Wednesday, July 05, 2006

Bush and North Korea

First things first: the most important thing to understand about North Korea's pathetic missile display is not that Kim Jong Il is an idiot (he is) but that nobody should pretend that George W. Bush's foreign policy will suddenly repair itself and function properly as a result of North Korea's stunt.

Now the situation with North Korea is as weird as anything we've seen in recent memory. I'm assuming, by the way, that we're reasonably getting a straight story on the failure of the Taepodong 2 missile and so on. I'm also assuming there's a lot we still don't know. Here's Joe Cirincione of Arms Control Wonk with his take on things:
So who looks more foolish here?

A. Kim Jong-Il for staging a July 4th fireworks display that blew up in his face;

B. William Perry and Ash Carter for hyperventilating that we had to blow up this missile on the launch pad, instead of waiting for it to blow itself up 40 seconds after launch;

C. All those reporter who repeated the Pentagon palbum about how until the launch failure “we were ready to do what was necessary to defend the country,” as if the interceptors in Alaska had any chance of intercepting anything; or

D. All of the above.

You can guess my choice.

Let’s be clear what this means. The North Korean have now blown it by actually testing a system that was always worth much more as a bargaining chip than as a military capability.
Here's a take by Norimitsu Onishi and David Sanger of The New York Times (hat tip to Laura Rozen of War and Piece):
None of the launchings were announced in advance. But the first came just minutes after the space shuttle Discovery lifted off in Florida — an event the North Koreans could monitor on television. Administration officials said they could only speculate as to whether the missile launching had been timed to coincide with the shuttle launching, or with Independence Day, but outside analysts had little doubt.

"It's very in your face to do it on the Fourth of July," said Ashton B. Carter, a Harvard professor who, with former defense secretary William J. Perry, had urged the Bush administration to destroy the Taepodong missile on the launching pad, advice the administration rejected.

"Hooray if it failed," Mr. Carter said.

While the test itself was a sign of North Korea's defiance of the United States, for the administration, the outcome was as favorable as officials could have hoped for: the North's capacity was called into question, and the North's enigmatic leader, Kim Jong Il, has now put himself at odds with the two countries that have provided him aid, China and South Korea. "Our hope is that the Chinese are going to be furious," said one senior American official, who declined to be identified.

Here's an article from Fred Kaplan from Slate:
If you're going to defy all your enemies and allies, you'd better come away from the gamble with added strength and leverage. Kim Jong-il emerges from the Taepodong disaster with his chips spent and a pair of deuces on the table.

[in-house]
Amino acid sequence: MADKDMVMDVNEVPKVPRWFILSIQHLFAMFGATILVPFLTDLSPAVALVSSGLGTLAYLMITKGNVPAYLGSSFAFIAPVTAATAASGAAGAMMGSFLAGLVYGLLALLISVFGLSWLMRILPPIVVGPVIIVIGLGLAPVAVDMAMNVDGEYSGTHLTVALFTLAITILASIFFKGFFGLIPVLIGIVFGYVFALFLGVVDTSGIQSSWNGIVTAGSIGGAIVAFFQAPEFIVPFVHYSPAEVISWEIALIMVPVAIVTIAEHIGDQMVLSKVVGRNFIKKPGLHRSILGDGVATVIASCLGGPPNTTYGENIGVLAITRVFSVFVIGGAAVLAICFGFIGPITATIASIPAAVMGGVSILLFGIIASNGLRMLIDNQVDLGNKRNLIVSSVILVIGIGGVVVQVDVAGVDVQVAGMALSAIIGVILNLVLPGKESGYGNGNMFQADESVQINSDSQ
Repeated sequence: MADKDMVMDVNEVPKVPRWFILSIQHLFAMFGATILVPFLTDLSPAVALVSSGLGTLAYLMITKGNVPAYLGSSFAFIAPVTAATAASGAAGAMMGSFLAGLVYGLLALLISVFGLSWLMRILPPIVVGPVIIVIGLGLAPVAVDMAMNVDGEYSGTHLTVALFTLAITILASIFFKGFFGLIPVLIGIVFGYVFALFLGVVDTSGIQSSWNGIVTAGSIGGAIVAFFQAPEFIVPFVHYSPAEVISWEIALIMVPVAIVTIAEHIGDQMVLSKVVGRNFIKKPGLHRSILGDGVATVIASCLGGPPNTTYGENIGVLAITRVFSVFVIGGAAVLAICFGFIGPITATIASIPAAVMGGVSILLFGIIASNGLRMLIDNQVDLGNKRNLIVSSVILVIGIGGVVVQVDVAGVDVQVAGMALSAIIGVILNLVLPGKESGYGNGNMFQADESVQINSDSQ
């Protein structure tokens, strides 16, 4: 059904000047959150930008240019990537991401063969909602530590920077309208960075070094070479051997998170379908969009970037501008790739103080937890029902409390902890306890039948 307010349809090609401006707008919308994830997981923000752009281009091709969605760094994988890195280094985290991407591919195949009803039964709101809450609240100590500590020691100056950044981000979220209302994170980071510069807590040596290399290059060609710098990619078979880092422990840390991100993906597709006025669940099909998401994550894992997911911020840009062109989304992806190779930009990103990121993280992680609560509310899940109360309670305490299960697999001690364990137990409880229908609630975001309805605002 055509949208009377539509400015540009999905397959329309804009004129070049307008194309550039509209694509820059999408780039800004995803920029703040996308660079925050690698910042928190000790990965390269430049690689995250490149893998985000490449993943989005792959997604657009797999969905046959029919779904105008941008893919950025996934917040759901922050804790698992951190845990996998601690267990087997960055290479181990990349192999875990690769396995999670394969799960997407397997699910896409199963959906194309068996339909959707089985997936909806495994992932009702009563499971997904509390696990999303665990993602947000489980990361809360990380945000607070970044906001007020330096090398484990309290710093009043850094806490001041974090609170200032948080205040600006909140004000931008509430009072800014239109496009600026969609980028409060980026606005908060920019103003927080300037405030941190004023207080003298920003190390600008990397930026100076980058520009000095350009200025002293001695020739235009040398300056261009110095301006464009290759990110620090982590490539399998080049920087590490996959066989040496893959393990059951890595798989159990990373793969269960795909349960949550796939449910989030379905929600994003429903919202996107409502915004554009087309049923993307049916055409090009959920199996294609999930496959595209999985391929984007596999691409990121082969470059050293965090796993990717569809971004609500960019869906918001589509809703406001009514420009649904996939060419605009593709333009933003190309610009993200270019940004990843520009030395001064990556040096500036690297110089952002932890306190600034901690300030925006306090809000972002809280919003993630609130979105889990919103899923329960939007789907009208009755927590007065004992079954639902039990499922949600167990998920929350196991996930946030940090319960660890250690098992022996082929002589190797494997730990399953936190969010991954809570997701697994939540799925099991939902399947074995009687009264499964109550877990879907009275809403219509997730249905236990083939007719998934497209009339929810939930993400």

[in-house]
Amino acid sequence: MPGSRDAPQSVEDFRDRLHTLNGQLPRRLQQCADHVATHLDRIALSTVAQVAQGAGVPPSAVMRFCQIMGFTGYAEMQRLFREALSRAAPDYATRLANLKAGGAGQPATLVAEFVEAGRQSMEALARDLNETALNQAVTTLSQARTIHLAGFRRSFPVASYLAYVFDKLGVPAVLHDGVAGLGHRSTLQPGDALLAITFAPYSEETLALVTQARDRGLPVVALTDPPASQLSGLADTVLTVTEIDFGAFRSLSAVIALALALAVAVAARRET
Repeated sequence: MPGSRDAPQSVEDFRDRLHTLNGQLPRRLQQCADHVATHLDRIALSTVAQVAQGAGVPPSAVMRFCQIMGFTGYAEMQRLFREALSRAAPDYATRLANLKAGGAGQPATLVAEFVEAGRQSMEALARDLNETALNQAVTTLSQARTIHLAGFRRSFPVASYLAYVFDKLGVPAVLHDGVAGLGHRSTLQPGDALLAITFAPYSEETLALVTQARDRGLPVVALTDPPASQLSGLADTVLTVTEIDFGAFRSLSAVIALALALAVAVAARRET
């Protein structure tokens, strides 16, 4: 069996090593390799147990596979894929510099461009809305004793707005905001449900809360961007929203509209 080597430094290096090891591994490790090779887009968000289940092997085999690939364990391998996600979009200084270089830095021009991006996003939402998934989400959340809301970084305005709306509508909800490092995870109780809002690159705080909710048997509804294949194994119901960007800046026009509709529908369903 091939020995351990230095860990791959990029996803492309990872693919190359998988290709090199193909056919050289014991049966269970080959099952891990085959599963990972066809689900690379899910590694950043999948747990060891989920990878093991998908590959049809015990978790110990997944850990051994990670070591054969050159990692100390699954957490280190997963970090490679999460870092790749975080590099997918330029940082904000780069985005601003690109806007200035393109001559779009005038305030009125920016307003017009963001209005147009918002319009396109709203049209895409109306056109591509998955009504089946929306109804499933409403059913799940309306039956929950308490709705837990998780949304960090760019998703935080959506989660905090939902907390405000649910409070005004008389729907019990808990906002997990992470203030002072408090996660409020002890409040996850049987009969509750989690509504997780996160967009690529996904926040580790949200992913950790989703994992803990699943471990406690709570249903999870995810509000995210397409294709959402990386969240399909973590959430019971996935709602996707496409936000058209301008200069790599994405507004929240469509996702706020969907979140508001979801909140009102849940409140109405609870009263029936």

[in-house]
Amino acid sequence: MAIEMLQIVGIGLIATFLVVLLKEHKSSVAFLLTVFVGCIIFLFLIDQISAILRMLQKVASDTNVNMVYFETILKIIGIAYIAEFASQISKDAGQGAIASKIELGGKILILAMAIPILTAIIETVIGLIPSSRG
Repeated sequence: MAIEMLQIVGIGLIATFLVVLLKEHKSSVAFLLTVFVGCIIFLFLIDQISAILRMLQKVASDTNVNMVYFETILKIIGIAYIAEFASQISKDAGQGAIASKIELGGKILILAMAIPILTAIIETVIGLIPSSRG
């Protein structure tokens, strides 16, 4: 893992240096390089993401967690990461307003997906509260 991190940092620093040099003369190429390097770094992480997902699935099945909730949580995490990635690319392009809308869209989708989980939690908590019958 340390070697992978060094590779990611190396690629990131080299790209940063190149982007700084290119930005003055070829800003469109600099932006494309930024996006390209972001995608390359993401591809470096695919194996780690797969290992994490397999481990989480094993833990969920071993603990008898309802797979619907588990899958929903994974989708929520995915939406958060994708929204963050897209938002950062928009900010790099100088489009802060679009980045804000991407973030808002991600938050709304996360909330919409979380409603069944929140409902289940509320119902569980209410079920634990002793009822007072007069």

Once Kim hoisted that rocket onto the launchpad, the scenario could have played out three ways. First, he could have bowed to the international pressure, drained the liquid fuel, rolled the rocket back to the warehouse, and requested direct talks with Washington in exchange for his "good-faith" measures. Bush, who has long avoided direct talks, would have been in a spot.

Second, he could have tested the missile with successful results. His friends and foes would have been furious with him, but in the end they would have had to face the fact that North Korea now had not only a nuclear bomb or two but the potential, someday, to pack a warhead on a missile and fire it wherever he wanted.

In either of those two scenarios, Kim would have come out of the game ahead.
Third, he could have tested the missile and watched it fail. That would have been the worst possible outcome, and that's what happened yesterday. It's like a bank robber who gets everyone's attention by firing his gun at the ceiling—and a little flag with the word "Bang!" pops out of the barrel. The only effect is that he's no longer taken seriously.

Yesterday, China and South Korea showed some interest in dealing with North Korea more vigorously. Today, both countries seem to be backing off and Russia is not much interested in doing much either. I suspect even four years ago the situation would have been different. But four years ago, George W. Bush still had credibility. Maybe Condi Rice can get her act together and make something happen at the UN Security Council; it would be useful to find a way to hold North Korea in check, particularly in terms of possible arms sales, even if the quality of its merchandise is not of the first order.

And Russia and China may want to ask if they want to allow the world to drift for the next thirty months or so. Yes, they're busy remaking the world's energy landscape while we're tied down in Iraq, but it's in their long term interest to start shouldering more responsibility in international affairs. As for Bush, he and his Republican friends may make a lot of noise about North Korea between now and the November election. We'll learn soon enough if there's any substance behind the noise. But I suspect that an administration that needs to repair its credibility will instead be making the mistake of undermining its credibililty even further for whatever political advantage it can gain. In 2006, we have reached a sad state of affairs.

And there is still Iran and another botched policy.

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